The dry air and increased breathing rate can lead to significant fluid loss, estimated to happen twice as fast at high altitudes.³ Fluid intake was also shown to effect sleep efficiency and even REM sleep.

Hydration is key to help sleep better at high altitudes, aim to drink at least half your body weight in water per day.

TIP: To maximize hydration, add sea salt (containing minerals) to your food/water, and take Zaca's hydration chewables to help increase water absorption.

4. Sleep In Complete Darkness

Darkness signals to the body for melatonin production. Light has the opposite effect, and even blue lights from cell phones and electronics can negatively effect your circadian rhythms.

To maximize your sleep quality at high altitudes, sleep in complete darkness as best as possible by eliminating any lights in the bedroom.

TIP: Use blackout curtains or consider an eye mask to help eliminate light to sleep in complete darkness.

5. Avoid Alcohol

While it might be tempting to unwind with a drink when you reach your high-altitude destination, alcohol can have a negative impact on your sleep cycles and your ability to achieve deep sleep. One study in Finland showed alcohol to decrease sleep quality by between 24% and 40%.⁶

Mixing alcohol and high altitudes makes the effect even worse on your body, you should avoid alcohol to optimize your sleep until you're fully acclimated.

6. Take Melatonin

Supplementing melatonin has been shown to improve bed rest and lower perception of fatigue.¹¹ With relevance and benefit to people at high elevations, melatonin could be helpful for your first night or two sleeping.¹¹
The downside of melatonin is the common side effects that potentially come with it, including headache, dizziness, nausea, and even daytime drowsiness.¹²

7. Replenish Antioxidants

High altitudes with less oxygen can increase free radical damage, which can put more oxidative stress on your body.⁷ In recent research, antioxidants have even shown to be helpful as a sleeping aid.¹⁰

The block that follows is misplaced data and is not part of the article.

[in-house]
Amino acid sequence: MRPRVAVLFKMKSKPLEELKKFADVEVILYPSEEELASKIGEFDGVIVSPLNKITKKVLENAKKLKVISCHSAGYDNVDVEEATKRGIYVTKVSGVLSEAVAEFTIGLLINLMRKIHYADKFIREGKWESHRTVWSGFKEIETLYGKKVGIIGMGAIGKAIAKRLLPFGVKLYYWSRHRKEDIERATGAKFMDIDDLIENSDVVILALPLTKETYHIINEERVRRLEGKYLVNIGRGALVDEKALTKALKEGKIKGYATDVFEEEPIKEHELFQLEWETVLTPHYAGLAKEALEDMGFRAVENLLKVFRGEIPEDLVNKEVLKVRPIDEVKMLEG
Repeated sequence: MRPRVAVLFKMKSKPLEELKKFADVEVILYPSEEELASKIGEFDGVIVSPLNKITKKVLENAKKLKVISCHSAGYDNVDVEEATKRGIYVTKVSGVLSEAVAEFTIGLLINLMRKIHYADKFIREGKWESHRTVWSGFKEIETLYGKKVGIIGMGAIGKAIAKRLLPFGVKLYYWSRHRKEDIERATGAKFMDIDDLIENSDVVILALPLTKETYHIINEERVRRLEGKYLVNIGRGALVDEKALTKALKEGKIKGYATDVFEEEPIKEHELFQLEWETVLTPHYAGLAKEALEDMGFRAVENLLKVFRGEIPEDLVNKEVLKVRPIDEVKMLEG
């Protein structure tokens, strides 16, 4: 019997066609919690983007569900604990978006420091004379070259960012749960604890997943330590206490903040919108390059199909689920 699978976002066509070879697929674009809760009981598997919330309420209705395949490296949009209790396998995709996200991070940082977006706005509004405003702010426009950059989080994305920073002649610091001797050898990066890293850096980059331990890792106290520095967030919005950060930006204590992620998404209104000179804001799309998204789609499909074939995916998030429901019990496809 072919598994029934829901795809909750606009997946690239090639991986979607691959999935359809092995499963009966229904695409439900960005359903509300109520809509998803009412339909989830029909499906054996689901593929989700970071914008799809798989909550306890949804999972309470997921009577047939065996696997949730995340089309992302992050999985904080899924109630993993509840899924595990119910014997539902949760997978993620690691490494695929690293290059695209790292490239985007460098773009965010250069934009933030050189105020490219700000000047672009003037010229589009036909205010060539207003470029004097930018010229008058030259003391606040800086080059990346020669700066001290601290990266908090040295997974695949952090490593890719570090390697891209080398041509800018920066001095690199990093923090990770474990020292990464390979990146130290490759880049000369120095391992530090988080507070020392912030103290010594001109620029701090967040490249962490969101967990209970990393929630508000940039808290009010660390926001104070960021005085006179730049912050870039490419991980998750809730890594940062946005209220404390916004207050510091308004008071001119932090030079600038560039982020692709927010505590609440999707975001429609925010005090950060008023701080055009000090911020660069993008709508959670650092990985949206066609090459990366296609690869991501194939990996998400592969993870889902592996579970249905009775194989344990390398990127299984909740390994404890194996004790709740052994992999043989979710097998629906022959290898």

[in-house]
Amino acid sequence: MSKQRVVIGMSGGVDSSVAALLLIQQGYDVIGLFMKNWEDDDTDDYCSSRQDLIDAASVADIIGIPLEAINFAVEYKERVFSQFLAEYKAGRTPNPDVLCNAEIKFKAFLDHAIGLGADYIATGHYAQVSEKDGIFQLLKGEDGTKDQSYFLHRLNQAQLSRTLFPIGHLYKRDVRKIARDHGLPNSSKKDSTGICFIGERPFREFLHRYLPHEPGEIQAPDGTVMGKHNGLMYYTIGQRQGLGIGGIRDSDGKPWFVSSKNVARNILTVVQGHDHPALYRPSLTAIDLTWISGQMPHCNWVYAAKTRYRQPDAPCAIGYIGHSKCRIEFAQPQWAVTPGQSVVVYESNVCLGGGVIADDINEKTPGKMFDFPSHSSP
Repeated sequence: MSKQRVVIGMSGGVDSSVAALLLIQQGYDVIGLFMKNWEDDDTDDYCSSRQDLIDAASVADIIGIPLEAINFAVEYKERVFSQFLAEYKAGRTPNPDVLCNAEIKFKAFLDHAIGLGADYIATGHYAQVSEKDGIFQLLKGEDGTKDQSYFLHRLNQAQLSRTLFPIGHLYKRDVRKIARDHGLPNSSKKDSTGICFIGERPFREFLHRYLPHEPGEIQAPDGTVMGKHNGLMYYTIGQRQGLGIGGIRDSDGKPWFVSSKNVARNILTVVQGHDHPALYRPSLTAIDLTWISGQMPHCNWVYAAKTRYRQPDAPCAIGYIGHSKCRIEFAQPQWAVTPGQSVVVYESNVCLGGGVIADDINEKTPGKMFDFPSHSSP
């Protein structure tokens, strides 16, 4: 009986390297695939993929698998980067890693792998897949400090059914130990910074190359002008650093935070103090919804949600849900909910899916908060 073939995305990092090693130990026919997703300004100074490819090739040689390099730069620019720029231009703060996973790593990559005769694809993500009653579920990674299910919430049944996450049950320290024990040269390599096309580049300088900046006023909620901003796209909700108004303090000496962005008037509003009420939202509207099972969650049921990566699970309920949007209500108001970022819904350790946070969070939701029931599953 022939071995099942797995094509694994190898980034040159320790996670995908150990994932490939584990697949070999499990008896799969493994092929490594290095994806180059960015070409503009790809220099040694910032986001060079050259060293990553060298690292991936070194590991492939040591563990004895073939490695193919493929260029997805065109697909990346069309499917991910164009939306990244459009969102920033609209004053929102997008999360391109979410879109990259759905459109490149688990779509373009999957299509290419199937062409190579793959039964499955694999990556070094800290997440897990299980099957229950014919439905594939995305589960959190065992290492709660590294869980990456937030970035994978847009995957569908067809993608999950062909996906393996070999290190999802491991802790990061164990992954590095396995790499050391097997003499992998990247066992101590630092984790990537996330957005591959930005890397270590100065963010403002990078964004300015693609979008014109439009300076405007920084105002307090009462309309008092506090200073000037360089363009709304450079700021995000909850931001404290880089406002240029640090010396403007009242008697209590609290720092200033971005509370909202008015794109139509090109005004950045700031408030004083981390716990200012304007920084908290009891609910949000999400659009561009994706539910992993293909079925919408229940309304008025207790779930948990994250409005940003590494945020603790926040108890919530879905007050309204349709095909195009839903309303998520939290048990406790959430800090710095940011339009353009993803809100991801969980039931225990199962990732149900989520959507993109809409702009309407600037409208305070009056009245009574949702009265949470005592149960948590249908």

One study revealed high altitudes to deplete glutathione, the body's master antioxidants, by up to 45%.⁸ Considering these facts, supplementing antioxidants including glutathione can help replenish your levels will help support to combat oxidative stress.

Incorporating these seven tips can help you solve the problem of how to sleep better at high altitude — including getting plenty of sunlight, gradually acclimating, hydration, sleeping in complete darkness, avoiding alcohol, taking melatonin, and replenishing antioxidants. Enjoy a more restful and rejuvenating sleep experience your next trip amidst the breathtaking landscapes of elevated destinations!

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1. The Trouble With Sleep: Insomnia At High Altitude
2. How Sun Exposure Affects Sleep and Melatonin Production
3. Why Do You Need to Drink a Lot of Water at a High Altitude?
4. The Effect of Hydration Status on Sleep Quality: A Pilot Study
5. Effects of Alcohol
6. Can Just One Drink Ruin Your Sleep
7. High altitude and oxidative stress
8. Effect of high altitude (7,620 m) exposure on glutathione
9. Oxidative Stress and Diseases Associated with High-Altitude Exposure
10. Antioxidants May Help You Catch More Productive Sleep
11. Can melatonin be used as a potential antioxidant and sleep aid supplement for high-altitude travelers? 
12. Is melatonin a helpful sleep aid — and what should I know about melatonin side effects?